Independent’s Day

Thursday, 18 March 2004 — 10:43pm | Journalism

Add Hidalgo to the movie review backlog, since I got around to seeing it last Friday. Then take it off, because it is an underwhelming accomplishment so ho-hum in its mediocrity that there is very little to say either for or against it. Let’s just say that Omar Sharif in the Arabian desert has been done, and Viggo Mortensen riding a horse has definitely been done.

Today marked the launch of The Independent, the new University of Alberta student newspaper run by Students for a Stronger Alberta. One must commend the success of the first issue’s deployment, in terms of getting distribution boxes set up next to The Gateway‘s in prime locations like SUB entrance and CAB. As far as content goes, it is clear that Editor-in-Chief Weston Rudd and Editorial Coordinator Rob Anderson are aiming not to supplant the established campus publication, but to supplement it by focusing exclusively on political commentary at levels federal, provincial and collegiate. It looks like these guys are bent on creating a student paper imbued with “professionalism” – that is to say, devoid of streaking photos and genitalia-laden comic strips.

The first issue, however, is indicative of some very fundamental growing pains that may sink the publication if they are not fixed before the next one goes to press in the new academic year.

The most immediately obvious problem is a failure to appreciate the fact that professional content requires professional design. Simply put, even before one delves into the wealth of verbiage on each individual page, one cannot help but notice that the publication looks like crap. Indentation is disproportionate, headlines are oblivious to basic typography, articles are unclearly delineated, and the bottom of the front page sports a horizontally compressed photograph of Belinda Stronach. People don’t read content, no matter how comprehensive, if it isn’t formatted to be readable.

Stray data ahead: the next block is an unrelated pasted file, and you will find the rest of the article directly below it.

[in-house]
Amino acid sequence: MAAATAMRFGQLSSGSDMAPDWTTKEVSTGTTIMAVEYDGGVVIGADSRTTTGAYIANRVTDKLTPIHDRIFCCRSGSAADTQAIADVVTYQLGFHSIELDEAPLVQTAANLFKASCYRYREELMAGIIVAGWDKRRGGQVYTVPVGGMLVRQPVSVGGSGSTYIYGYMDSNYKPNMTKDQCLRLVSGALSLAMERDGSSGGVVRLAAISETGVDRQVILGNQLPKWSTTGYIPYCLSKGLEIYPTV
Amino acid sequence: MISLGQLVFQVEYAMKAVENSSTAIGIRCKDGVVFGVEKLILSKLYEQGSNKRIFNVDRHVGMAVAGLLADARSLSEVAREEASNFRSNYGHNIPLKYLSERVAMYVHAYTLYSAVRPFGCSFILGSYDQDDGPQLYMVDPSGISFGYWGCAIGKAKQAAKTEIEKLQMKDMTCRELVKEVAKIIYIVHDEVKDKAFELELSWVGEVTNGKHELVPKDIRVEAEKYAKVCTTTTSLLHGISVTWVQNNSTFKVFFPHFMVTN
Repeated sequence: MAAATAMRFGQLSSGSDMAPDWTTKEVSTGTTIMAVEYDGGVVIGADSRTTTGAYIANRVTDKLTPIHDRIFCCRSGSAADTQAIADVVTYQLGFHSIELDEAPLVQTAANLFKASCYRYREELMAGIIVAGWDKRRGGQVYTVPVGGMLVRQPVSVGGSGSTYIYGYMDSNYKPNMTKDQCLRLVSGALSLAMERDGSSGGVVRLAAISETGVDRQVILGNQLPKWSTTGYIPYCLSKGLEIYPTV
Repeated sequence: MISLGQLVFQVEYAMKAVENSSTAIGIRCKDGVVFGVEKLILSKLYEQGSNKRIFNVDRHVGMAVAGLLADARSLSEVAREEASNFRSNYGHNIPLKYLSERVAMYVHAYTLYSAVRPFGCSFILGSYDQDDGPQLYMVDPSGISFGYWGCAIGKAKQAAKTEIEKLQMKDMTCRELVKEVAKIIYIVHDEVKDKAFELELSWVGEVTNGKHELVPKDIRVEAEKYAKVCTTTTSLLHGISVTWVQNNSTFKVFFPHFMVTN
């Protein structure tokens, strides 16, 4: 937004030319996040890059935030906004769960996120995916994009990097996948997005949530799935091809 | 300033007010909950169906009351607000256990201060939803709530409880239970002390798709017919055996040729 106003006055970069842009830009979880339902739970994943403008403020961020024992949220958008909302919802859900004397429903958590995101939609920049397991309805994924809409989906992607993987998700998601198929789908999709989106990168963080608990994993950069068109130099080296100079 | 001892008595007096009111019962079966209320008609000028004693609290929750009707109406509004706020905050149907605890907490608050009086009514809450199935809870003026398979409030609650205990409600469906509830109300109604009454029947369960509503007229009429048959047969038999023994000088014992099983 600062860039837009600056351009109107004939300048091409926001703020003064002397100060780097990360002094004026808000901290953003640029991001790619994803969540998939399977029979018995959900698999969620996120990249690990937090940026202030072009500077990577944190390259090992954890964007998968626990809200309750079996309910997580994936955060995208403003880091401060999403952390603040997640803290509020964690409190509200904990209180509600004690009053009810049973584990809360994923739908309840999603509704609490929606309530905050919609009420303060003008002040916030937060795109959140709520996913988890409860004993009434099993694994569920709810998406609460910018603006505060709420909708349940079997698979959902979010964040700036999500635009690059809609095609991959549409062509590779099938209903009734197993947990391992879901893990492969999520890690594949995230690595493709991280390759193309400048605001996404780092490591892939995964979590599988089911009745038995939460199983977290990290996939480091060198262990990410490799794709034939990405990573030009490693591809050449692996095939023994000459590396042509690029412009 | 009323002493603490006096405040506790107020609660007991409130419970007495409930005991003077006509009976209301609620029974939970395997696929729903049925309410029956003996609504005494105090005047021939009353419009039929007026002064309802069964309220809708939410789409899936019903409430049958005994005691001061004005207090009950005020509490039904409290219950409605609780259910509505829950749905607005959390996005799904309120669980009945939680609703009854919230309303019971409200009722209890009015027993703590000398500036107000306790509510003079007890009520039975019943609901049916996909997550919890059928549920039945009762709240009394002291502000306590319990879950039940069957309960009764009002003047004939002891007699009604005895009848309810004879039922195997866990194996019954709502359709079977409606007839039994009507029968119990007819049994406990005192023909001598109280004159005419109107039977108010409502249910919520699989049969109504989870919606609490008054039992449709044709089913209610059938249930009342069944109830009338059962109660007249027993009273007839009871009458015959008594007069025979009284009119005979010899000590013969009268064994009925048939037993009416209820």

What is encouraging is that the paper’s editors seem to realize this. In their call for volunteers and staff, special notice is made of the fact that design and layout will be paid. They had better reward a considerable sum to whomever is tasked with fixing this mess.

On the content side of things, The Independent fares better. The depth of thought and analysis is impressive when not constrained by limitations on space imposed by advertising, though it is uncertain how long the sparsity of intrusive advertisements will remain sustainable. This issue comes out guns blazing and hits the big issues – Liberal Party scandals, marijuana, the Tory leadership race – and the writers clearly have a lot to say. Although these debates have been done to death, it is a positive indication of what this publication aspires to be: a forum for big-issue political discourse specifically for student writers. The university-level coverage is not quite so well informed; in writing about the recent Universal Bus Pass referendum, Jane Freeman falls victim to the incorrect and misleading notion that the 63% Yes victory is a greenlight to negotiations with Edmonton Transit – possibly the same misdirection that led to the margin of approval in the first place. When it comes to issues that are relevant to students and students alone, The Independent doesn’t hold a candle to its older cousin.

It may be asking a bit much considering the volume of text in this issue – sixteen solid pages with little to no advertising – but it is in need of more rigorous stylistic editing. While Rob Anderson is visibly analytical and full of ideas about how he thinks the system should work, it is worrying that someone so high up on the editorial chain expresses these ideas with a somewhat amateur grasp of rhetoric. “Doesn’t it just drive you nuts?” he asks about hypocrisy. “Well, it drives me nuts. And it drives me nuts even more when its someone I care about; which is why I am pretty nuts right now with the hypocrisy of Albertans.”

I’ll defer to Strong Bad on this one: “If you want it to be a possessive, it’s just I-T-S; if it’s supposed to be a contraction, it’s I-T-apostrophe-S… scalawag.”

First impressions are key, and the first impression here is that this issue was rushed to press to fit a target date and ride a wave of coverage from the Dave Rutherford Show to The Gateway itself. While this may serve as an effective volunteer call for people who genuinely want to see a content-rich student periodical focused on political issues become a legitimate reality, a lot of this should have been thought through a lot more carefully prior to delivery.

Regardless, I wish The Independent the best of luck, and hope its entirely reparable problems are addressed by the time we next see their distribution boxes stocked.

Now, I’m off to Montreal to run for CUSID Executive Director.


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